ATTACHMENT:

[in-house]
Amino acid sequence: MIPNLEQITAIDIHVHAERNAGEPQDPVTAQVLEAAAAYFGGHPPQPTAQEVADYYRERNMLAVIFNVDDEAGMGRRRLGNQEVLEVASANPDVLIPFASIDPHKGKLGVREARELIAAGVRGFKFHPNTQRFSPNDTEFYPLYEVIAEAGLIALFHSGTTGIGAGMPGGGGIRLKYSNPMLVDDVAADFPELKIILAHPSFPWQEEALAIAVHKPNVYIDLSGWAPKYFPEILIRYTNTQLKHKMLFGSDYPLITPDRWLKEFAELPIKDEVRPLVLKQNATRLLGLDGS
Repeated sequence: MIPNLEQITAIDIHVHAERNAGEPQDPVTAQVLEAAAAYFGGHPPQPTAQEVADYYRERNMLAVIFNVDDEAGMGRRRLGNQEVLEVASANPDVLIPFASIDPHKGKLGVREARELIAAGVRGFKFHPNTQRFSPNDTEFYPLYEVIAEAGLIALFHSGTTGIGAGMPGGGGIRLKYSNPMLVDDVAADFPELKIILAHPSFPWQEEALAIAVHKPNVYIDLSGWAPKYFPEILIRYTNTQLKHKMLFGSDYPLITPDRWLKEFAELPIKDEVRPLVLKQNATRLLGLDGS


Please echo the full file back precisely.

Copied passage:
[in-house]
Amino acid sequence: MIPNLEQITAIDIHVHAERNAGEPQDPVTAQVLEAAAAYFGGHPPQPTAQEVADYYRERNMLAVIFNVDDEAGMGRRRLGNQEVLEVASANPDVLIPFASIDPHKGKLGVREARELIAAGVRGFKFHPNTQRFSPNDTEFYPLYEVIAEAGLIALFHSGTTGIGAGMPGGGGIRLKYSNPMLVDDVAADFPELKIILAHPSFPWQEEALAIAVHKPNVYIDLSGWAPKYFPEILIRYTNTQLKHKMLFGSDYPLITPDRWLKEFAELPIKDEVRPLVLKQNATRLLGLDGS
Repeated sequence: MIPNLEQITAIDIHVHAERNAGEPQDPVTAQVLEAAAAYFGGHPPQPTAQEVADYYRERNMLAVIFNVDDEAGMGRRRLGNQEVLEVASANPDVLIPFASIDPHKGKLGVREARELIAAGVRGFKFHPNTQRFSPNDTEFYPLYEVIAEAGLIALFHSGTTGIGAGMPGGGGIRLKYSNPMLVDDVAADFPELKIILAHPSFPWQEEALAIAVHKPNVYIDLSGWAPKYFPEILIRYTNTQLKHKMLFGSDYPLITPDRWLKEFAELPIKDEVRPLVLKQNATRLLGLDGS